Genesis 8:20 Then Noah built an altar to the Lord and sacrificed on it the animals and birds that had been approved for that purpose.
Genesis 8:21 And the Lord was pleased with the sacrifice and said to himself, “I will never again curse the earth, destroying all living things, even though people’s thoughts and actions are bent toward evil from childhood.
Genesis 8:22 As long as the earth remains, there will be springtime and harvest, cold and heat, winter and summer, day and night.”
Genesis 9:8 Then God told Noah and his sons,
Genesis 9:9 “I am making a covenant with you and your descendants,
Genesis 9:10 and with the animals you brought with you—all these birds and livestock and wild animals.
Genesis 9:11 I solemnly promise never to send another flood to kill all living creatures and destroy the earth.”
Genesis 9:12 And God said, “I am giving you a sign as evidence of my eternal covenant with you and all living creatures.
Genesis 9:13 I have placed my rainbow in the clouds. It is the sign of my permanent promise to you and to all the earth.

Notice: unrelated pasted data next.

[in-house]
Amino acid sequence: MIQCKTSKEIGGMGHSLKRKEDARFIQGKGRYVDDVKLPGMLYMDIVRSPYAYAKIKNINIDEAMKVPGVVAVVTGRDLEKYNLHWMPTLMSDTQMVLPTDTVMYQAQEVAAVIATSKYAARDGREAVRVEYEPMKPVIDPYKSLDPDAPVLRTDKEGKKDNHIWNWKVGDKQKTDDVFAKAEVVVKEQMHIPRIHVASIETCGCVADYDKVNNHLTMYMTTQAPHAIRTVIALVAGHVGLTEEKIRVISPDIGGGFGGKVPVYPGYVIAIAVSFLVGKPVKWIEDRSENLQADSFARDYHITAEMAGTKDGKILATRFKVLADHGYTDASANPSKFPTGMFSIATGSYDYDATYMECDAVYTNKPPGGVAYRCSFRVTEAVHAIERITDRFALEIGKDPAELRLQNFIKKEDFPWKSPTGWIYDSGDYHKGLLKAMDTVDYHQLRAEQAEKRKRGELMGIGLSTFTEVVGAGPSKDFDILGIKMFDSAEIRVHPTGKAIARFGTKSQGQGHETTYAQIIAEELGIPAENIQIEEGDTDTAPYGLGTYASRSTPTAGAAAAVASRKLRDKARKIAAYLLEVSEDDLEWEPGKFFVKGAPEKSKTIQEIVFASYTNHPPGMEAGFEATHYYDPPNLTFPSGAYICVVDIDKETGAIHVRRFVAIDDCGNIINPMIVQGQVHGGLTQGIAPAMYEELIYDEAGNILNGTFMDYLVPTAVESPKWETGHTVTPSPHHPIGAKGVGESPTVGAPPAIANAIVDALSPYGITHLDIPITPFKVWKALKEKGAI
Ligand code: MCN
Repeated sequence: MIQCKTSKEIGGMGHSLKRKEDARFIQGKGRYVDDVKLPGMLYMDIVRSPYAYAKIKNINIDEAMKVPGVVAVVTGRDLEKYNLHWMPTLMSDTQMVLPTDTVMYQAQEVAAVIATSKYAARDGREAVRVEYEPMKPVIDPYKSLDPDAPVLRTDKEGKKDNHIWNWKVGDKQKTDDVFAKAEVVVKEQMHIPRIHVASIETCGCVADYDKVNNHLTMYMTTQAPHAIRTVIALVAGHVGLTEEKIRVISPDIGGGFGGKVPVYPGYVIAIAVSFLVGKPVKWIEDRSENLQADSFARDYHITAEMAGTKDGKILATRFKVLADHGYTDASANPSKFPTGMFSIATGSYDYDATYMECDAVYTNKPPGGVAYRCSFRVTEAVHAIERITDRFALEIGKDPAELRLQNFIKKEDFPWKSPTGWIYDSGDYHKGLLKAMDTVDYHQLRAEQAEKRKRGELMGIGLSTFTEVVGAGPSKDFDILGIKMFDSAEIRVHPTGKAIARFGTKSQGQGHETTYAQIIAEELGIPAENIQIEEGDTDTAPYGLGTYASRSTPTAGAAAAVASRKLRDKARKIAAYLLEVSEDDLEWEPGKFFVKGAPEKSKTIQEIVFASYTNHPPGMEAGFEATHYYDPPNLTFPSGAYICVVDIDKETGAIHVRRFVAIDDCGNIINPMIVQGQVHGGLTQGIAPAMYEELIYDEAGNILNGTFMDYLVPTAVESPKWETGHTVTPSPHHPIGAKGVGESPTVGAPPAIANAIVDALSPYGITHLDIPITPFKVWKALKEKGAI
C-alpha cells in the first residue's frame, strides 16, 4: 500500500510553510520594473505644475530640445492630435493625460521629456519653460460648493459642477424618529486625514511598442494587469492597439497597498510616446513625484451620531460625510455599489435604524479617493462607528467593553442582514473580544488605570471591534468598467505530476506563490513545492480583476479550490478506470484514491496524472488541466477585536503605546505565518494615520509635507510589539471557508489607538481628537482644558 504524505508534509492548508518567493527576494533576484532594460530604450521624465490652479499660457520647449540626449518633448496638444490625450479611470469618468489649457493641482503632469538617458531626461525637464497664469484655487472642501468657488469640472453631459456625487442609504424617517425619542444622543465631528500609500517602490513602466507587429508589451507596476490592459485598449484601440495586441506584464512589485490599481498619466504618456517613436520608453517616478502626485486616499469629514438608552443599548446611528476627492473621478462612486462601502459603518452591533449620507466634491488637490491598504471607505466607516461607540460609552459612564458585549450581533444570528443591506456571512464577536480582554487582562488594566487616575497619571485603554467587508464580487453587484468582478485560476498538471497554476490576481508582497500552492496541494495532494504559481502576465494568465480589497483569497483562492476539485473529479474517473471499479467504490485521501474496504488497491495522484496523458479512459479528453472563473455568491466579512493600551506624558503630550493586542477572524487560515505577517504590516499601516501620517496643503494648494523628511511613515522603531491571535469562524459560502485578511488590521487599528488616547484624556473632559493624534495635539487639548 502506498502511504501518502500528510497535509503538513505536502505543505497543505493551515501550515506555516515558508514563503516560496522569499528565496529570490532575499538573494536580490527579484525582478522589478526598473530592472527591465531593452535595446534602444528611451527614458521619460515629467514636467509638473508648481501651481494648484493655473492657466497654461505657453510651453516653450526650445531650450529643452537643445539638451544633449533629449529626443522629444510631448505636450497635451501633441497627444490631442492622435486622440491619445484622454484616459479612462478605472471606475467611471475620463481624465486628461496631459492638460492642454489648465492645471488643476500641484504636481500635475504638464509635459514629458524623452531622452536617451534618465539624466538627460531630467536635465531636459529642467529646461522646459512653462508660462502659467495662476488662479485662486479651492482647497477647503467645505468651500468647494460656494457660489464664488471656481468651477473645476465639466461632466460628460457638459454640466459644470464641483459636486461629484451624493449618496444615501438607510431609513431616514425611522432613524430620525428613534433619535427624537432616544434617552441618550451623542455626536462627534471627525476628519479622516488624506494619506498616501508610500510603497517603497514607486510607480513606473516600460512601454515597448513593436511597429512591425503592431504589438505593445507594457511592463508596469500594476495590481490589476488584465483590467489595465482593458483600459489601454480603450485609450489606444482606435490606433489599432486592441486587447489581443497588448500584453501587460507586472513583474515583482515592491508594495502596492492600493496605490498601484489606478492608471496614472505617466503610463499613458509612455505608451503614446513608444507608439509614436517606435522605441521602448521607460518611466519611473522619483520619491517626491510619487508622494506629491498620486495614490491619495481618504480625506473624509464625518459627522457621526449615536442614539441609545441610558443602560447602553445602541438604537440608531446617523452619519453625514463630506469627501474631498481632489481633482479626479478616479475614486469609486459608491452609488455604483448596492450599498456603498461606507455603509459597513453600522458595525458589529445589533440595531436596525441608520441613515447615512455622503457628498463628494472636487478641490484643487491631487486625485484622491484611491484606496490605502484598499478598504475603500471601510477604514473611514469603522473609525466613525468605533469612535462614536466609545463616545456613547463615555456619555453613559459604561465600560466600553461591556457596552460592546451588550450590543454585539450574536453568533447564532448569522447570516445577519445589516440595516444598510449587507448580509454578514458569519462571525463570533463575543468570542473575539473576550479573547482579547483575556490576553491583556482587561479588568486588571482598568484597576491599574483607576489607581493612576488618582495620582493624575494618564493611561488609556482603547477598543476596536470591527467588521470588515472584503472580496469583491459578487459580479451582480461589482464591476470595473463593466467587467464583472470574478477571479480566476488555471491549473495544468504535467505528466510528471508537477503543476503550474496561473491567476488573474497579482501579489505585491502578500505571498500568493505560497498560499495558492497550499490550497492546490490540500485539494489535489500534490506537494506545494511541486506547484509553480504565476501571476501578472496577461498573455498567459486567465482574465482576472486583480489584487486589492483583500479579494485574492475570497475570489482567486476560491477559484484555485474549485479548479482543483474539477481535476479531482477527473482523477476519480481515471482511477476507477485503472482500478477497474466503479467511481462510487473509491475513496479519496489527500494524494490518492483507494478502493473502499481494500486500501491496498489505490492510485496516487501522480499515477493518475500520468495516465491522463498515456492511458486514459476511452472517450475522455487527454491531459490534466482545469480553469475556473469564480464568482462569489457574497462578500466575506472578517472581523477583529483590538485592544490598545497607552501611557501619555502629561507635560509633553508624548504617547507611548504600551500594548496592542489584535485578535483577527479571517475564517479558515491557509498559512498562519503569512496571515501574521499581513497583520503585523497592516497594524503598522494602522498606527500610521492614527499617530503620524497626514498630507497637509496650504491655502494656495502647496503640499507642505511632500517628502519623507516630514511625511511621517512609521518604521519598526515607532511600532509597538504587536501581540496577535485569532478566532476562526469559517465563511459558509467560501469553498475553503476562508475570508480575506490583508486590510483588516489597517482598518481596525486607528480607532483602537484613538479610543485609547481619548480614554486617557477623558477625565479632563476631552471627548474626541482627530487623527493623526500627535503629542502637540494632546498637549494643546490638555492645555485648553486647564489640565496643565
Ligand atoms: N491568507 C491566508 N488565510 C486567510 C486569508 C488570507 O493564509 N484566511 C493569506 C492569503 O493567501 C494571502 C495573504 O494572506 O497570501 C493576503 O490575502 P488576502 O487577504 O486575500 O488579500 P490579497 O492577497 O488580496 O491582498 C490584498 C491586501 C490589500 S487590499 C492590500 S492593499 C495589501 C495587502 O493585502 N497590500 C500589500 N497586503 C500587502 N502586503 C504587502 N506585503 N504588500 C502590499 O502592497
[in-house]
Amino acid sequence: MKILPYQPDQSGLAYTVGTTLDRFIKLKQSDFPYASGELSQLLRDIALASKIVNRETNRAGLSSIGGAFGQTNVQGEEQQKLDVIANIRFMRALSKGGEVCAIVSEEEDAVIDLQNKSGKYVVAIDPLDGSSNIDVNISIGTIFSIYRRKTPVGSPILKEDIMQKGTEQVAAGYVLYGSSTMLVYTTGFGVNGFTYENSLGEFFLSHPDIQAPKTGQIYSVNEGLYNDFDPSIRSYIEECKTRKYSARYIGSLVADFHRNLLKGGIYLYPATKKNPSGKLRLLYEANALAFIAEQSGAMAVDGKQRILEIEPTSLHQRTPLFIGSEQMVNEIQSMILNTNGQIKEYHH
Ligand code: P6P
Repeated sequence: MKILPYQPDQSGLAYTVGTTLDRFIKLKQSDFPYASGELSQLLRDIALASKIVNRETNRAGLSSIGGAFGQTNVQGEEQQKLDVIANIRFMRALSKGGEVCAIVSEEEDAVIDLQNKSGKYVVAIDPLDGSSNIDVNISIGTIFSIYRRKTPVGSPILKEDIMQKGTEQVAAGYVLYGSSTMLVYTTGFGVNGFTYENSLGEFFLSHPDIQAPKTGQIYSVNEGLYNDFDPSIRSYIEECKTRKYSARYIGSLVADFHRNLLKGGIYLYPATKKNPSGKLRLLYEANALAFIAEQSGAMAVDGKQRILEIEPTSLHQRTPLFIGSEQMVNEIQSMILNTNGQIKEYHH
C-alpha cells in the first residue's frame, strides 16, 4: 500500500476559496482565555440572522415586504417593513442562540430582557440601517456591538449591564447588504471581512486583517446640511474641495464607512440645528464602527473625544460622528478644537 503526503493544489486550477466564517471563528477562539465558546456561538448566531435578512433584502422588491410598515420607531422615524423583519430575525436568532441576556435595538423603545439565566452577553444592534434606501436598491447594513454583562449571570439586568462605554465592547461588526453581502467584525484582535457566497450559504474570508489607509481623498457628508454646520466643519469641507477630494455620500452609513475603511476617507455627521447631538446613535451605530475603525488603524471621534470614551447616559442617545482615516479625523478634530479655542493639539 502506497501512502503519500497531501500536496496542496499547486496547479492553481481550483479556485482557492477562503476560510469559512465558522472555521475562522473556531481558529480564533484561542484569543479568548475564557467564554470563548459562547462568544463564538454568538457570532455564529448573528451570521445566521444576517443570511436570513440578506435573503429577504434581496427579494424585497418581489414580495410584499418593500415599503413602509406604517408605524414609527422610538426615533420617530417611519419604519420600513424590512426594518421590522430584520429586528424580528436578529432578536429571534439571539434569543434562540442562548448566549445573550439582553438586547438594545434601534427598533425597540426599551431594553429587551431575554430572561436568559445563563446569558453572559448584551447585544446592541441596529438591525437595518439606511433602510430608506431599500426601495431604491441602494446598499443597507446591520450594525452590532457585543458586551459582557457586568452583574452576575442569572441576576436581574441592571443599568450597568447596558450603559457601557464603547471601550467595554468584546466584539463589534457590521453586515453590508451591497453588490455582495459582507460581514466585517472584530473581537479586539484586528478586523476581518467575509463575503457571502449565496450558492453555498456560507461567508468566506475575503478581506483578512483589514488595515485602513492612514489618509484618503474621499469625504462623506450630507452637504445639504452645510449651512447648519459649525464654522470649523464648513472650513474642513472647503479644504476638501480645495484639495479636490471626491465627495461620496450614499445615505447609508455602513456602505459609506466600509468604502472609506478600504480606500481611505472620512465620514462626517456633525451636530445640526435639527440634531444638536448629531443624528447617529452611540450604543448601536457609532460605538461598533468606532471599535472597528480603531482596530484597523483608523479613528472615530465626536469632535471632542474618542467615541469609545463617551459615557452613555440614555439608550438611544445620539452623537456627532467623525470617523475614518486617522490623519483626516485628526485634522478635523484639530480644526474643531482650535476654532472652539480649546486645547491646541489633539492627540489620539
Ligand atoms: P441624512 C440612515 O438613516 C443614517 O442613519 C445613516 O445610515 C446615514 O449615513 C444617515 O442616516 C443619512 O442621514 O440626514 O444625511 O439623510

Genesis 9:14 When I send clouds over the earth, the rainbow will be seen in the clouds,
Genesis 9:15 and I will remember my covenant with you and with everything that lives. Never again will there be a flood that will destroy all life.
Genesis 9:16 When I see the rainbow in the clouds, I will remember the eternal covenant between God and every living creature on earth.”
Genesis 9:17 Then God said to Noah, “Yes, this is the sign of my covenant with all the creatures of the earth.” (NLT).
St. Matthew 26:45 Then he came to the disciples and said, ” Still sleeping? Still resting? Look, the time has come. I, the Son of Man, am betrayed into the hands of sinners.
St. Matthew 26:46 Up, let’s be going. See, my betrayer is here! “
St. Matthew 26:47 And even as he said this, Judas, one of the twelve disciples, arrived with a mob that was armed with swords and clubs. They had been sent out by the leading priests and other leaders of the people.
St. Matthew 26:48 Judas had given them a prearranged signal: “You will know which one to arrest when I go over and give him the kiss of greeting.”
St. Matthew 26:49 So Judas came straight to Jesus. “Greetings, Teacher!” he exclaimed and gave him the kiss.
St. Matthew 26:50 Jesus said, ” My friend, go ahead and do what you have come for.” Then the others grabbed Jesus and arrested him.